The Center for Podiatric Care and Sports Medicine

How to Break in New Shoes

Posted by on Thursday, March 8th, 2012


It’s happened to everyone. You get a brand new pair of shoes and you’re so excited to wear them for the first time. Maybe you put together a special outfit and wear them to a big occasion. Instead of feeling awesome in your new shoes, though, every step hurts, and it just gets worse and worse. Suddenly you’re looking for any moment when you can surreptitiously slip them off your feet; when it comes time to put them back on again, your heart sinks a little. By the time you get home, your feet are covered with blisters and red spots where the shoe scraped your skin raw. It’s going to be a while before you can put them back on again–not that you want to, considering how bad they made you feel.

Let’s say that you know the shoes are the right size (remember: always buy the right size shoe!). So what’s the problem? Well, your shoes are all new and stiff and they’re rubbing your feet in different places than some of your other shoes. You need to break those shoes in!

So what should you do? Here are some tips from the experts:

  • More Style Than Cash recommends softening up your your new shoes by wearing them around the house in the evening. Don’t walk around in them any more than necessary–just keep them on while you sit down to dinner or while you lounge around doing nothing but stare at your new shoes. As we’ve noted before, your feet swell during the day, so if you put your new shoes on at night, you’ll have them on when your feet are at their largest. Wearing them at home on a quiet night in will give the shoes a chance to stretch out a little bit to the shape of your foot while avoiding the unpleasant stiffness and rubbing you’d get while walking. A few days of this and when you finally go out, your new shoes will feel like, well, old shoes.
  • The Budget Fashionista agrees that wearing your shoes at home for a few days is a good idea, but takes it a step further, by suggesting wearing them with a pair of thicker than usual socks, to give a little extra stretch. For an even more extreme stretch, try this: Waterproof your new shoes if they’re not waterproof already, then soak your shoes in water for a two minutes (or wear them into a swimming pool). Then put them on with a pair of thick socks and wear them around until they’re dry (hey, who doesn’t want to bring that “I just stepped in a huge puddle” feeling home?). Be careful about doing this with really expensive shoes, though. That’s not the time to experiment.
  • If you’re more worried about that nasty rubbing on your heel from new shoes, consider getting heel liners to protect your skin. They’re cheap and easy to find at drugstores.
  • The Dandy Project has a really intriguing idea for breaking in leather shoes, if you’re a daring sort. Take petroleum jelly (such as Vaseline or your local store’s generic version) and rub it onto the stiff, dangerous, likely to cause pain spots of your shoes. Lay it on thick on the tough spots. Then take a curling iron that’s been heated up to high and press it onto the spots you’ve coated with petroleum jelly (quote: “If it sizzles, you’re doing it right.” Yikes!). Curl the shoe outward with the curling iron to mold it away from where the shoe would dig into your foot. Bend the shoe like you’re (or the shoe) is walking while you do this. Repeat a few times for each spot. Sounds interesting, but I’d caution you to test this method out on some less expensive shoes before you try it on the big “I just got my tax refund and I’m going to splurge” shoes.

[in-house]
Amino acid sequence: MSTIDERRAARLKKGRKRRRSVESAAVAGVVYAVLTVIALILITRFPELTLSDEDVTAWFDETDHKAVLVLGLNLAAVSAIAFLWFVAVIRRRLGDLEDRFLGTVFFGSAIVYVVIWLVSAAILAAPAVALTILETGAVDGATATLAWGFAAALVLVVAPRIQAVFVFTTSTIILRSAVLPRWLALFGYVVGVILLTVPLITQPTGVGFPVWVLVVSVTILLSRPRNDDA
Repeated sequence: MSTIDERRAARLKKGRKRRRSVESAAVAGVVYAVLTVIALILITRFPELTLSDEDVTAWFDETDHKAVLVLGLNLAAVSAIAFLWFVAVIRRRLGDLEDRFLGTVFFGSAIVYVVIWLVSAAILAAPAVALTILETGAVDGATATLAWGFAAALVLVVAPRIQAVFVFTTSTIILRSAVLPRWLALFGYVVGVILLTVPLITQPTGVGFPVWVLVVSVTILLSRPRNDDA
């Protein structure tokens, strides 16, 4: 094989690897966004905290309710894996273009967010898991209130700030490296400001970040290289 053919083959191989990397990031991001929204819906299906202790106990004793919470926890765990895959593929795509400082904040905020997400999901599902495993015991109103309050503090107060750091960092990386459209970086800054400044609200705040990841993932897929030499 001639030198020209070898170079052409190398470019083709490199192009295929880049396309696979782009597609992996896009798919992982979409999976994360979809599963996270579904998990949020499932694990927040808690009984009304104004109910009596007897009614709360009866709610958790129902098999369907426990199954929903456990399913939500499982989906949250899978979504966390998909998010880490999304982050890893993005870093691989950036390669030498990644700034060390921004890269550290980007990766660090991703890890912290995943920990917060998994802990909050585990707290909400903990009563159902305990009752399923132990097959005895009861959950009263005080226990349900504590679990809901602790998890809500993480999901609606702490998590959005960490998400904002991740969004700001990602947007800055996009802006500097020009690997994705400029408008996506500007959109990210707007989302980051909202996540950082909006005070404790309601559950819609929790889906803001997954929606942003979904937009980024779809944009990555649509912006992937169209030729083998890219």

• For running shoes, the best thing to do is buy new ones before your old ones are completely destroyed. Start to break in your new ones by just walking around in them for a few days. If you alternate short runs with longer ones, then you can then wear your new ones for the short distances while still wearing your trusty older ones for the longer distances. After a few short runs in your new shoes, you’ll be ready to retire the old ones (sad as this may be–I sometimes have a hard time tossing out old shoes so I keep them around for things like walking my dog on those days when it’s not raining hard enough for boots, but it’s yucky enough that you don’t want to get new ones dirty and damp). Soon your new ones will be as comfortable as your favorite bunny slippers.

If you do hurt your feet with tough new shoes, or if you’re having any other kind of foot pain, contact us at The Center for Podiatric Care and Sports Medicine. Dr. Josef J. GeldwertDr. Katherine Lai, and Dr. Ryan Minara have helped thousands of people get back on their feet.



If you have any foot problems or pain, contact The Center for Podiatric Care and Sports MedicineDr. Josef J. GeldwertDr. Katherine Lai, Dr. Ryan Minara and Dr. Mariola Rivera have helped thousands of people get back on their feet. Unfortunately, we cannot give diagnoses or treatment advice online. Please make an appointment to see us if you live in the NY metropolitan area or seek out a podiatrist in your area.